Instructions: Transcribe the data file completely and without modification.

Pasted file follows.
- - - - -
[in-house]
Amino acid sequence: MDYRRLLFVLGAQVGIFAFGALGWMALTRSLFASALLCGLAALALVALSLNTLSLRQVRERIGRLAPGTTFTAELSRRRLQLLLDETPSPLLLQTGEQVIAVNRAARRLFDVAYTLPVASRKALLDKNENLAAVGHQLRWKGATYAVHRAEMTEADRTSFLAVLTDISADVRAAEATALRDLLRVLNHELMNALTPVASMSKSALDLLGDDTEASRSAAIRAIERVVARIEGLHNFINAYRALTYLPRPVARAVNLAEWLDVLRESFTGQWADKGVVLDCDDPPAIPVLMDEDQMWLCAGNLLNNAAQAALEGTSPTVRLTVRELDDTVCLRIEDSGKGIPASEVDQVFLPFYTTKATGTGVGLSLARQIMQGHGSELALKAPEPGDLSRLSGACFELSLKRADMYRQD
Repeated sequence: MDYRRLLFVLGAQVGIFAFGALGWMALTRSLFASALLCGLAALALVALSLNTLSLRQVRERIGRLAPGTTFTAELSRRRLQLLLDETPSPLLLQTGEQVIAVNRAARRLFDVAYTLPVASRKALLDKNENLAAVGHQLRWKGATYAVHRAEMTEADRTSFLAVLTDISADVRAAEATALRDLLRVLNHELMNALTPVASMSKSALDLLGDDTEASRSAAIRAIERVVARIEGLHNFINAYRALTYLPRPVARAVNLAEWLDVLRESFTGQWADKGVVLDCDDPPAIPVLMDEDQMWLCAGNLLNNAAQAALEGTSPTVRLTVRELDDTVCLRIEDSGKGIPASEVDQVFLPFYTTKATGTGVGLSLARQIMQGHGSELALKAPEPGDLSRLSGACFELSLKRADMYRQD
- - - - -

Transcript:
[in-house]
Amino acid sequence: MDYRRLLFVLGAQVGIFAFGALGWMALTRSLFASALLCGLAALALVALSLNTLSLRQVRERIGRLAPGTTFTAELSRRRLQLLLDETPSPLLLQTGEQVIAVNRAARRLFDVAYTLPVASRKALLDKNENLAAVGHQLRWKGATYAVHRAEMTEADRTSFLAVLTDISADVRAAEATALRDLLRVLNHELMNALTPVASMSKSALDLLGDDTEASRSAAIRAIERVVARIEGLHNFINAYRALTYLPRPVARAVNLAEWLDVLRESFTGQWADKGVVLDCDDPPAIPVLMDEDQMWLCAGNLLNNAAQAALEGTSPTVRLTVRELDDTVCLRIEDSGKGIPASEVDQVFLPFYTTKATGTGVGLSLARQIMQGHGSELALKAPEPGDLSRLSGACFELSLKRADMYRQD
Repeated sequence: MDYRRLLFVLGAQVGIFAFGALGWMALTRSLFASALLCGLAALALVALSLNTLSLRQVRERIGRLAPGTTFTAELSRRRLQLLLDETPSPLLLQTGEQVIAVNRAARRLFDVAYTLPVASRKALLDKNENLAAVGHQLRWKGATYAVHRAEMTEADRTSFLAVLTDISADVRAAEATALRDLLRVLNHELMNALTPVASMSKSALDLLGDDTEASRSAAIRAIERVVARIEGLHNFINAYRALTYLPRPVARAVNLAEWLDVLRESFTGQWADKGVVLDCDDPPAIPVLMDEDQMWLCAGNLLNNAAQAALEGTSPTVRLTVRELDDTVCLRIEDSGKGIPASEVDQVFLPFYTTKATGTGVGLSLARQIMQGHGSELALKAPEPGDLSRLSGACFELSLKRADMYRQD